US diplomat found dead in Madagascar — State Department

US State Department building. (Credit: Exit.al)
Updated 25 September 2018

US diplomat found dead in Madagascar — State Department

  • he State Department says the person was found in the overnight hours Friday and that diplomatic security and Malagasy authorities are collaborating on an investigation

WASHINGTON: A suspect is in custody after an American diplomat was found dead at home while serving in Madagascar, the US State Department said on Monday.
Department spokeswoman Heather Nauert said in a statement the US foreign service officer was found during the overnight hours of Friday. She gave no further details.
“Diplomatic Security is collaborating with local Malagasy authorities on a joint investigation and a suspect is currently in custody,” Nauert said, declining to identify the diplomat out of respect for the family and while an investigation is still underway.


Hong Kong police fire tear gas to break up anti-government protest

Updated 59 min 10 sec ago

Hong Kong police fire tear gas to break up anti-government protest

  • Hong Kong police intervened promptly when the rally turned into an impromptu march
  • The protests had lost some of their intensity in recent weeks

HONG KONG: Police fired tear gas on Sunday to disperse thousands of anti-government protesters who gathered in a central Hong Kong park, but later spilled onto the streets in violation of police orders.
Out in numbers before the demonstration began, police intervened promptly when the rally turned into an impromptu march. Several units of police in riot gear were seen chasing protesters and several arrests were made.
A water cannon truck drove on central streets, flanked by an armored jeep, but was not used.
Organizers initially applied for a permit for a march, but police only agreed to a static rally in the park, saying previous marches have turned violent.
Once protesters spilled onto the streets, some of them, wearing all-black clothing, barricaded the roads with umbrellas and street furniture, dug up bricks from the pavement and smashed traffic lights.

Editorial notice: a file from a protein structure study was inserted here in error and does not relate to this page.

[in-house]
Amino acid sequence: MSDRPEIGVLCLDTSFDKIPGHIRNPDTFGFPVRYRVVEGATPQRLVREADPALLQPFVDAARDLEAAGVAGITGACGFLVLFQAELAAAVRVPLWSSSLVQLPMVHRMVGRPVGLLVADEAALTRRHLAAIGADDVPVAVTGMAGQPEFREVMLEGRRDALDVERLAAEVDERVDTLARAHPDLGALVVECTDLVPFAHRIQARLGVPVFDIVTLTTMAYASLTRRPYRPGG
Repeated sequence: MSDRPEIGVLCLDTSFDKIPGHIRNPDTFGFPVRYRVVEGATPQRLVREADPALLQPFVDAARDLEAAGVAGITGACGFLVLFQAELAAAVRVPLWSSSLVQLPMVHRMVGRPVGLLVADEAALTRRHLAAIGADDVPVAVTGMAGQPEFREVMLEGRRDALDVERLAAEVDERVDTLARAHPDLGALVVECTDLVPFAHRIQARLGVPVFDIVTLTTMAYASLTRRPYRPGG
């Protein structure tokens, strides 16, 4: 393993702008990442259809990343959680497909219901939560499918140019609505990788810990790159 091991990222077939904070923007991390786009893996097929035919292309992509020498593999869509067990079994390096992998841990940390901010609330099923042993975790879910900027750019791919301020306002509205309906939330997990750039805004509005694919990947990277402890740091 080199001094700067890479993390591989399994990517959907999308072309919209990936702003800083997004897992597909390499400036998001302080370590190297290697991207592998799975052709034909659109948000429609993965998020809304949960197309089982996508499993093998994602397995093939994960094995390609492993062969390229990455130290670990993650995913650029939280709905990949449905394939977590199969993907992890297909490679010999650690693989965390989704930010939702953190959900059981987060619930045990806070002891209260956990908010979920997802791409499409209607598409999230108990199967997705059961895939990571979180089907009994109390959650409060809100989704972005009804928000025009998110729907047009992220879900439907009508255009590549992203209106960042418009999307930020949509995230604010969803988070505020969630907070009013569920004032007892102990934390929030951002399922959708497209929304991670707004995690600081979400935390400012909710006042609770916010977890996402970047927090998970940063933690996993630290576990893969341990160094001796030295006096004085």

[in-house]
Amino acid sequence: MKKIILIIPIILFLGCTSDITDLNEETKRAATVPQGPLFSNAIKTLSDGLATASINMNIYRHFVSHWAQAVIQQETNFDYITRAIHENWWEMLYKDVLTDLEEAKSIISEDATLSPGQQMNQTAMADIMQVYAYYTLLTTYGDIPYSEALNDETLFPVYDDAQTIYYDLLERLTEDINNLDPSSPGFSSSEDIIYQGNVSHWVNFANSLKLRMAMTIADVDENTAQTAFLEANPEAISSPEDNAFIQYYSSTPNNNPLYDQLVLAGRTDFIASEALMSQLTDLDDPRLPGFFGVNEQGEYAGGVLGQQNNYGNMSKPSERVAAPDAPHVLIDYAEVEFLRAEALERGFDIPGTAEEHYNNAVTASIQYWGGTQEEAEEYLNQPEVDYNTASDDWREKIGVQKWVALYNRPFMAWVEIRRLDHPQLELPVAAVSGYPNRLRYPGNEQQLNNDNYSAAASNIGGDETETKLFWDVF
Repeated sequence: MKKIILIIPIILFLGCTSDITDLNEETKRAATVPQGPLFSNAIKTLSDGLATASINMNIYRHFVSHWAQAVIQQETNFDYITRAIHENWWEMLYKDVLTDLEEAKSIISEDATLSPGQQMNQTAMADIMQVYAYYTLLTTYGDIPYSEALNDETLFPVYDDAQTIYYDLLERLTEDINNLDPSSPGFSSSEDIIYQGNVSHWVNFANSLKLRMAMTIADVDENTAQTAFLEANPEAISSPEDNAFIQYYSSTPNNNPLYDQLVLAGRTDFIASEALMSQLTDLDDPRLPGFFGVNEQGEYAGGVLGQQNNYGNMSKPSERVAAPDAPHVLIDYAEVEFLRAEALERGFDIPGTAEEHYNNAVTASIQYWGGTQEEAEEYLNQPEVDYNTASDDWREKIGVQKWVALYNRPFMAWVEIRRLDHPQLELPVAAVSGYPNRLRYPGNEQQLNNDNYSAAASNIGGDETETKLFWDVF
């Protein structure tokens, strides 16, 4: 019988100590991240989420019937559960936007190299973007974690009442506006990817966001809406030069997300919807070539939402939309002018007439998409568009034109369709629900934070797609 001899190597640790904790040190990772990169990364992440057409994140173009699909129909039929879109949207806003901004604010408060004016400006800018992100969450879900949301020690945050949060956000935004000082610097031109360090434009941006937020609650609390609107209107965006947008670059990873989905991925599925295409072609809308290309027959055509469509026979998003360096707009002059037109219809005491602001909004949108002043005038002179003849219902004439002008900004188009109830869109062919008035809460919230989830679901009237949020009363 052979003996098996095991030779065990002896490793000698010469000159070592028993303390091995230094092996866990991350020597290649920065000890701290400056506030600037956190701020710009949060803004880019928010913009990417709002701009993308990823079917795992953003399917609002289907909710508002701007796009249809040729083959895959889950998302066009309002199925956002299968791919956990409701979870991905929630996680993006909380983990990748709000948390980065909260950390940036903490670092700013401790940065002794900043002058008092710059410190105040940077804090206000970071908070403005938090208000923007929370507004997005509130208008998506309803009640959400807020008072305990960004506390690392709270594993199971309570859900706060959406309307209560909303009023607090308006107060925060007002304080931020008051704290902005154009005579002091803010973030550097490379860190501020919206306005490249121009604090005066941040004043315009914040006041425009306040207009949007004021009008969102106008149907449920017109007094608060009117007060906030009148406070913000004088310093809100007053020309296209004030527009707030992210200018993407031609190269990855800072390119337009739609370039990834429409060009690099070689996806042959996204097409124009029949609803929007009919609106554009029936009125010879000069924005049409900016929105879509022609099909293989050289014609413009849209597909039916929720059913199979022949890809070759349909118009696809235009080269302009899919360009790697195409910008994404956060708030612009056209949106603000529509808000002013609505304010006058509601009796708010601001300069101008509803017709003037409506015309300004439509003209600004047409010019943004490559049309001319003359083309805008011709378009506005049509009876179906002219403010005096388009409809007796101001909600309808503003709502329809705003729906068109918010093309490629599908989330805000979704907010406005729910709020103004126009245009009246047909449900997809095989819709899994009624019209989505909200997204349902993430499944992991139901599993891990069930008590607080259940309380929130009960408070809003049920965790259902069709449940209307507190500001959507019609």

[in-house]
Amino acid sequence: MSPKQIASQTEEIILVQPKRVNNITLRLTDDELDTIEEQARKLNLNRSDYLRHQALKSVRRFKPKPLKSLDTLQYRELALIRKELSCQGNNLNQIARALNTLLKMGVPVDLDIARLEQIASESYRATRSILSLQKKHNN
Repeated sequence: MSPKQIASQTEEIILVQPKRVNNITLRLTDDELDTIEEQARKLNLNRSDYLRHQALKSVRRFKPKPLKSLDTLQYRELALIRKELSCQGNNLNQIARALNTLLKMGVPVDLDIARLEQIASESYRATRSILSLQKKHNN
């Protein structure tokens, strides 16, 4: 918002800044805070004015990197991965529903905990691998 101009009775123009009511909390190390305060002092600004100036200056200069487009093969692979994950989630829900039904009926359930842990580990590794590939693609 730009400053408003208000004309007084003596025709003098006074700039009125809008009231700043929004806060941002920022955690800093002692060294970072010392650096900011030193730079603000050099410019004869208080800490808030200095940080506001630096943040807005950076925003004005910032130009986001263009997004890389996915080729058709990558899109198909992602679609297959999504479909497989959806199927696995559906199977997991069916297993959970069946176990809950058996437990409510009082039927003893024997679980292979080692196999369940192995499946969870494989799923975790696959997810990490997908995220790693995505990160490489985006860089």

The “Universal Siege Against Communism” demonstration was the latest in a relentless series of protests against the government since June, when Hong Kongers took to the streets to voice their anger over a now-withdrawn extradition bill.
The protests, which have since broadened to include demands for universal suffrage and an independent investigation into police handling of the demonstrations, had lost some of their intensity in recent weeks.
In an apparent new tactic, police have been showing up ahead of time in riot gear, with officers conducting “stop and search” operations near expected demonstrations.
“Everyone understands that there’s a risk of stop-and-search or mass arrests. I appreciate Hong Kong people still come out courageously, despite the risk,” said organizer Ventus Lau.
On Jan 1, a march of tens of thousands of people ended with police firing tear gas to disperse crowds.
The gathering in the park was initially relaxed, with many families with children listening to speeches by activists.
In one corner, a group of volunteers set up a stand where people could leave messages on red cards for the lunar new year to be sent to those who have been arrested. One read: “Hong Kongers won’t give up. The future belongs to the youth”.
Authorities in Hong Kong have arrested more than 7,000 people, many on charges of rioting that can carry jail terms of up to 10 years. It is unclear how many are still in custody.
Anger has grown over the months due to perceptions that Beijing was tightening its grip over the city, which was handed over to China by Britain in 1997 in a deal that ensured it enjoyed liberties unavailable in the mainland.
Beijing denies meddling and blames the West for fomenting unrest.